Gempo Yamamoto, born 1866 (d 1961) was Zen Buddhist priest of the Rinzai tradition, following in the footsteps of Hakuin Ekaku, and is sometimes referred to as the “twentieth century Hakuin.” He was a renowned calligrapher and poet, and the Abbot of Ryutaku-ji (“The Dragon Temple”) and Shoin-ji in Japan. He met his student, Soen Nakagawa, while holding sesshin at the Zen Center Hakusan Dojo in the early 1930’s. As Abbot he would later receive many Americans at The Dragon Temple in the 1960’s, once Zen had taken root in the U.S.
Motoi ‘Soen’ Nakagawa, was born in Taiwan in 1907 (d. 1984). Educated in Japanese Literature at Tokyo Imperial University, Nakagawa was diverse in appreciation of the arts from both Eastern and Western culture, gravitating to Zen masters and poets such as Hakuin, Basho, and Bassui, and also reading the Bible. As a student, he lived in the Pure Land temple Gangyo-ji and formed a sitting group at the University that exists to this day. In 1931, shortly after graduating from university, he was ordained a Zen Buddhist priest by Keigaku Katsube at his favorite temple of his favorite Zen Master Bassui, Kogaku-ji, in Kai province.
Like the kindred spirt of his still unknown friend Nyogen Senzaki, he was also reluctant to remain in a strict monastery environment, instead preferring the life of a hermit on a nearby mountain, Dai Bosatsu, and meditating directly within nature. While accompanying his teacher Katsube on a retreat, he went to a nearby Zen Center to retrieve a necessary keisaku (Zen stick) that he had forgotten to bring, and met Gempo Yamamoto, who would become his Zen Master. He soon became a student of Yamamoto’s at Ryutaku-ji, following the words that had attracted him to Gempo in the first place, “If you practice Zazen, it must be true practice.” They would travel to Manchuria together, establishing Myoshin Ji and the largest center of the Rinzai Zen School in Japan. Once returning to the Dragon Temple, Soen’s correspondence with Senzaki became even more frequent.
Like Minds Meet/”The Karmic Net”
A few years after establishing the Zen community in San Francisco, Senzaki moved to Los Angeles. Establishing himself in the new community, he lived simply and was frequently without money. After leaving his clothing at a laundry without the funds to pay and claim them, he was approached by the owner, Mrs. Kin “Shubin” Tanahashi. Realizing that he could not afford to claim his clothes, she offered to trade laundry services for care of her child Jimmy, who had Down’s syndrome. Loving children and embodying the spirt of Hotei, the Laughing Buddha he so revered, he happily accepted. Shubin-San became a devoted friend and student.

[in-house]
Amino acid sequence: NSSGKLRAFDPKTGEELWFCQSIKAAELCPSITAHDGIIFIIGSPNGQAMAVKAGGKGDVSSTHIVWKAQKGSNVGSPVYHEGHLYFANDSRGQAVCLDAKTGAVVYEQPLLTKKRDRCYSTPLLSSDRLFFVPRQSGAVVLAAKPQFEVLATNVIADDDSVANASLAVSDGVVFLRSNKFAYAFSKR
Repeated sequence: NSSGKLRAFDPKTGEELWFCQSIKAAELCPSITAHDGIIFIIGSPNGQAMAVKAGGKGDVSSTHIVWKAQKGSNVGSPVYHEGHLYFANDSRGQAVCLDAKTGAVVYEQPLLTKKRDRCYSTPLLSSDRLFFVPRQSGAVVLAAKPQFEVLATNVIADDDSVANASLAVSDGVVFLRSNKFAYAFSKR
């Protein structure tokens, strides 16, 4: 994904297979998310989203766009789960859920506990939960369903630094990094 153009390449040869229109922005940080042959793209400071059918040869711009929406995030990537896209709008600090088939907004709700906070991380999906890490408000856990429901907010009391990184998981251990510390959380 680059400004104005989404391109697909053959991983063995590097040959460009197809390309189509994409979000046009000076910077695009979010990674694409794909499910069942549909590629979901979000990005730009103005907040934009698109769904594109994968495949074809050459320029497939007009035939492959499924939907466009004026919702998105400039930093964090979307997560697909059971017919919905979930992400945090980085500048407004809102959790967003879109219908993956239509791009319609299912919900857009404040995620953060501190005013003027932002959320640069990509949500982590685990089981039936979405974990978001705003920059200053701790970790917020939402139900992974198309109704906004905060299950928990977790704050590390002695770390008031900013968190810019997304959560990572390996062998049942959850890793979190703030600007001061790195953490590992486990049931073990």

In the fall of 1934, Shubin read an article in the Japanese magazine Fugin Koron, which included poetry by a certain monk living near Dai Bosatsu Mountain. She was so moved by his writing that she shared it with her teacher, who was equally affected. Nyogen Senzaki wrote his first letter to Soen Nakagawa and the connection was made, followed by years of frequent, inspired correspondence between two intertwined Zen minds who sought “the true way.” Collaborating closely, in 1941 they began to arrange a visit that would be interrupted by World War II and the internment of Japanese Americans, including Senzaki, the Tanahashi’s, and other members of their sangha. During this time they practiced within the Hart Mountain, WY, camp, reaching a group of about thirty followers. At this time there were also about thirty Americans practicing in the Los Angeles area, as Zen community correspondingly grew on the East Coast. These sangha members supported their interred brothers and sisters by sending Zen texts and correspondence regularly. Despite these fractured circumstances, the seeds of Zen had been planted, and the vision that Senzaki and Nakagawa shared for a “great temple in the West” continued to grow.
Although Nyogen Senzaki was not, technically speaking, a Roshi, and not a formal dharma heir of Soyen Shaku, who had no successors, Senzaki transmitted his beliefs, teachings and practice to Soen Nakagawa.
After years of working with his student Eido “Tai-San” Shimano (born 1932 d. 2018), Nakagawa prepared him to travel to the United States to be Senzaki’s assistant, who died in prior to Eido’s arrival in 1958.
In 1960, Shimano was sent instead to Hawaii, the mid-point between Japan and the U.S. to newly awaken America and continue the work that had been progressing for decades between the East and West. Eido worked with Yasutani Roshi, eventually settling in New York and established contact with The Zen Studies Society. With the help of many connections in New York, and working within the ever-present “net” of the Dharma, Shimano worked to enliven seeds planted decades before, and in 1968 the New York Zendo Shobo-ji “Temple of True Dharma” was established. On September 15, 1972, Shimano received dharma transmission from Soen Nakagama Roshi and became Abbot of both Shobo-ji.
Eight years later, the Senzaki and Nakagawa’s dreams of “a Great Temple in the West” came to fruition high in the Catskill Mountains of New York, as Dai Bosatsu Zendo Kongo-ji, the “Diamond Temple”, was dedicated in 1976, with Shimano also serving as Abbot.
Christine Henson is a sangha member and volunteer staff writer for Hollow Bones Zen.